- Designing solutions for people’s financial risks
- Presenting sales proposals to prospects
- Responding to prospect objections to buying insurance
- Closing the sale and discussing next steps with new clients
- Resolving issues that might arise during the policy underwriting process
- Delivering insurance policies and other important documents to clients
- Attending community events in order to promote your business
- Continuously prospecting for new clients using online and offline marketing methods
- Completing state-mandated continuing-education courses in order to keep your license current.
Do you see yourself performing these tasks? Then read on to learn about how to enter the field of insurance sales.
How to Become an Insurance Agent
While becoming an insurance agent isn’t necessarily difficult, there are process hoops you must jump through, including:
- Deciding whether you want to be a captive or independent agent
- Deciding whether to you want to work with businesses or consumers
- Deciding whether you want to sell life/health insurance or property and casualty (P&C) coverages.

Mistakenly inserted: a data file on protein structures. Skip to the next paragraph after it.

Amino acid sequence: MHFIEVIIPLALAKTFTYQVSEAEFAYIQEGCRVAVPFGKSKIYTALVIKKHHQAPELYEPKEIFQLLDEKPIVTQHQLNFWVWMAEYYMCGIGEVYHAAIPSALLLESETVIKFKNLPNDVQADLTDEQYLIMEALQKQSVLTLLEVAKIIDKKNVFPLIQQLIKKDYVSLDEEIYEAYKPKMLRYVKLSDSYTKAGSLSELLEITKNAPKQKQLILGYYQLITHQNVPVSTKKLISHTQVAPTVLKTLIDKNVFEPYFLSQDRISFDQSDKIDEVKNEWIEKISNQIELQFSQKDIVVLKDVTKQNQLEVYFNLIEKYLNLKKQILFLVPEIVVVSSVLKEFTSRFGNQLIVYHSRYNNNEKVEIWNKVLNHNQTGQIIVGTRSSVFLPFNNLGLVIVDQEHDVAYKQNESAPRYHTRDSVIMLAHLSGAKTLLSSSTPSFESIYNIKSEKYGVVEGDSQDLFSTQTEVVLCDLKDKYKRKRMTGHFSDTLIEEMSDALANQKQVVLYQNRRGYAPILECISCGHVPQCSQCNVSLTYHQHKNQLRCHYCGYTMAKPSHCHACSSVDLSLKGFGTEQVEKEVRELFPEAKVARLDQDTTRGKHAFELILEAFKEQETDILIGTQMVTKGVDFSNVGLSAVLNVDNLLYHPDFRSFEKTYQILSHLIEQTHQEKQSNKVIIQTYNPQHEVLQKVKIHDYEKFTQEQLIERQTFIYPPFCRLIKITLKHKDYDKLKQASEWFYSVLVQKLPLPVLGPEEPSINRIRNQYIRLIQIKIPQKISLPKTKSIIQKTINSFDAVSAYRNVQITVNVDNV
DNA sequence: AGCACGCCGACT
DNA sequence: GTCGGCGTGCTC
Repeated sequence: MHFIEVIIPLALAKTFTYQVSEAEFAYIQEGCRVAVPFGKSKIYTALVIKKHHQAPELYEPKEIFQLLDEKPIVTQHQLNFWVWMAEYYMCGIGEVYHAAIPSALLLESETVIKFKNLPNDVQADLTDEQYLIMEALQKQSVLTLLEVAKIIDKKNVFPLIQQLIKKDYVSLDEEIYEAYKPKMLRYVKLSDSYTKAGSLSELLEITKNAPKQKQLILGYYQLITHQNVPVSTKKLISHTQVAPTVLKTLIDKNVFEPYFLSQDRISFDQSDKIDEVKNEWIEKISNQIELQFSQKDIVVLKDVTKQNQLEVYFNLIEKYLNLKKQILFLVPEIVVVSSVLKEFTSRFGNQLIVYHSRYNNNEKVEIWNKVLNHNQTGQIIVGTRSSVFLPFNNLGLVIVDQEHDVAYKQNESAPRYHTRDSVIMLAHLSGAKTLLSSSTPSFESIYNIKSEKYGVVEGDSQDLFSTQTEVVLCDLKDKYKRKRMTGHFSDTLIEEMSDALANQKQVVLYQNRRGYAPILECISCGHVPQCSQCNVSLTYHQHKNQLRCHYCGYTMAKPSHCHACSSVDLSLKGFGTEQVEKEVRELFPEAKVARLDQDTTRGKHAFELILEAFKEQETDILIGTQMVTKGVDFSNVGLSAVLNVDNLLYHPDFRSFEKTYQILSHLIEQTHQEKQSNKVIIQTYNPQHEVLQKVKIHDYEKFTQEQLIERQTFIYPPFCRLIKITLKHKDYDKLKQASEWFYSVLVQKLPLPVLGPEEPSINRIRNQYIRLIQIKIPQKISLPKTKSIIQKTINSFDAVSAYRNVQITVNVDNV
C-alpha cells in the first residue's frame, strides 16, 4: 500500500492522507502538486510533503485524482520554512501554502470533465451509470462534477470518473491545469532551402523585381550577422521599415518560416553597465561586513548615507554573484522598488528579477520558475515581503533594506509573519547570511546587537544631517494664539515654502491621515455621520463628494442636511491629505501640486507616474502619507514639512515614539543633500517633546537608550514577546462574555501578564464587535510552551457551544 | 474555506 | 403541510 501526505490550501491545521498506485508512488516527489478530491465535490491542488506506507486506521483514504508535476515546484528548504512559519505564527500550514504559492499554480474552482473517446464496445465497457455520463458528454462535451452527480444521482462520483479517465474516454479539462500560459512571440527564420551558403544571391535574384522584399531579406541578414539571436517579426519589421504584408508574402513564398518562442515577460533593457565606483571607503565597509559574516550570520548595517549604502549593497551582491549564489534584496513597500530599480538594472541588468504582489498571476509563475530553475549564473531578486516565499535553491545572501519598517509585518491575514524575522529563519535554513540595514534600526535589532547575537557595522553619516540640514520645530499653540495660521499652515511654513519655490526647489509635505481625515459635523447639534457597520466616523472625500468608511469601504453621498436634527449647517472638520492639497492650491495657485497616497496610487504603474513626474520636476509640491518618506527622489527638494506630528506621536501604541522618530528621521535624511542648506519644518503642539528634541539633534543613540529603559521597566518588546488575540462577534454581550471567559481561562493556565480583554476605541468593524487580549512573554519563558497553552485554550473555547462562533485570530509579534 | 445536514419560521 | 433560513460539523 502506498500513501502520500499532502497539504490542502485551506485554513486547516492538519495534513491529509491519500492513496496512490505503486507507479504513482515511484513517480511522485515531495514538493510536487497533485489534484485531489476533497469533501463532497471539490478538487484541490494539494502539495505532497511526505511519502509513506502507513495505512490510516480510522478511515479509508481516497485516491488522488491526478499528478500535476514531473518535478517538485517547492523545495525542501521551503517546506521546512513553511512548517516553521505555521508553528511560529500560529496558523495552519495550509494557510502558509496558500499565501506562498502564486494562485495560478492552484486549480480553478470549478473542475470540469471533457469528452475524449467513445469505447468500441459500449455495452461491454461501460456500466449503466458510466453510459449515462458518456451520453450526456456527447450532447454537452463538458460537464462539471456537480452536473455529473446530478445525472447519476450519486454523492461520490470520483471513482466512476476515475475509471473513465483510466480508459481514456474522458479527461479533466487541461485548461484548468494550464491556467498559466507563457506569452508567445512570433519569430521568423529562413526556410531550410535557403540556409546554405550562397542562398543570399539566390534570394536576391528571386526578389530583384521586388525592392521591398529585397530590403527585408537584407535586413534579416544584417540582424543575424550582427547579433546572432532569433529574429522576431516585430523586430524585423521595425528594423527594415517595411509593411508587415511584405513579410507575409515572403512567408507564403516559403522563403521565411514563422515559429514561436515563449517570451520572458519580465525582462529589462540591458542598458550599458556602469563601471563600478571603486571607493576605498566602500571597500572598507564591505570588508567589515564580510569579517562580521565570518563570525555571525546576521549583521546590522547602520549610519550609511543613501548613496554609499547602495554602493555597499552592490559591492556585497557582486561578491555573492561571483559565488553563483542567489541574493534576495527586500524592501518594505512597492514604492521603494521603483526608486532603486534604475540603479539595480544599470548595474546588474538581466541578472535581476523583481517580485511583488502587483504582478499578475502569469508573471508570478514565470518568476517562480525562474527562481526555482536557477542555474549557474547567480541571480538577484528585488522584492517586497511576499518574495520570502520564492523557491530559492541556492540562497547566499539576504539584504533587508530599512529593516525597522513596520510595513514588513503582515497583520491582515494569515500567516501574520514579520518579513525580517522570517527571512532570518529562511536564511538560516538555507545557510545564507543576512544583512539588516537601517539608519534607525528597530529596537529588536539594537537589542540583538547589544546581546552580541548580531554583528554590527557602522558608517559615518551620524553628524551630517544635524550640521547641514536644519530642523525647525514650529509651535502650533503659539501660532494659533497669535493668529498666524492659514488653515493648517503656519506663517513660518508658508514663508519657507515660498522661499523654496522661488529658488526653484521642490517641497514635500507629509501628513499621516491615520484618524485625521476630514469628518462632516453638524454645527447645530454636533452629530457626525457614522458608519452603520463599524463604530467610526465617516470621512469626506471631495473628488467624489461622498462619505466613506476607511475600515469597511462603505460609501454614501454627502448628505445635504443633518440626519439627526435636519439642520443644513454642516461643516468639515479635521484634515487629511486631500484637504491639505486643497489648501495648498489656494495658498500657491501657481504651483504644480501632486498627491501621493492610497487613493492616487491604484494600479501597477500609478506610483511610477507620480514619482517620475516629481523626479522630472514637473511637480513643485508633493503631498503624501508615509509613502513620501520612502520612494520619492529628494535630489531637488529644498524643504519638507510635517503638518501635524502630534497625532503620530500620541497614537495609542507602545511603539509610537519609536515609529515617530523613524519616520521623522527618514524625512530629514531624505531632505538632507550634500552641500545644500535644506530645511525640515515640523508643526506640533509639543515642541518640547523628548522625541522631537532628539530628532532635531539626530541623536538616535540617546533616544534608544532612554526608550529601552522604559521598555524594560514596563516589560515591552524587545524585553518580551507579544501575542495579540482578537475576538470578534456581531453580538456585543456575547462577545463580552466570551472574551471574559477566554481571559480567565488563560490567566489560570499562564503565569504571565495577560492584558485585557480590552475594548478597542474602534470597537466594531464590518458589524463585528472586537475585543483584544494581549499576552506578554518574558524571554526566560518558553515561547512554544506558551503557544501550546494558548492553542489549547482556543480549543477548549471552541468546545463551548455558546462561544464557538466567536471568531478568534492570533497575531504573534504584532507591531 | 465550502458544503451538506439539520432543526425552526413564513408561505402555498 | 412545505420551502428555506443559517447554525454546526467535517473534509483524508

- Based on the above decisions, determining which specific state license or licenses you will need to conduct business (review options).
- Identifying your state’s requirements for becoming an agent (see the National Insurance Producer Registry’s website)
- Attend pre-licensing classes online or in-person (typically eight to 40 hours of instruction)
- Take your state’s mandated licensing exam (usually offered online by a third-party testing administration firm)
- Submit license application to your state insurance department
- Successfully pass a state-mandated background check
- If pursuing a captive-agent position, apply to local agencies that represent career-agency insurance carriers. Once hired, complete the agency’s training process
- If building an independent agent or broker career, interview with insurance marketing organizations (IMOs) or financial marketing organizations (FMOs) to identify best sales-support organization for your needs
- Once you select the right intermediary organization, submit your license to that firm, which will secure appointments for you with insurance companies. Also submit your E&O certificate of insurance
If this process seems onerous, put it in the context of other professions such as the law, accounting, medicine or engineering. Insurance agents don’t have to complete post-graduate degrees or in many cases, any degree at all. Licensing exams are much less difficult than the typical state bar or medical board exam. When compared with those requirements, insurance licensing seems like a walk in the park. Yet the potential financial rewards are comparable to those available in law or medicine.
The Legal Risks of Selling Insurance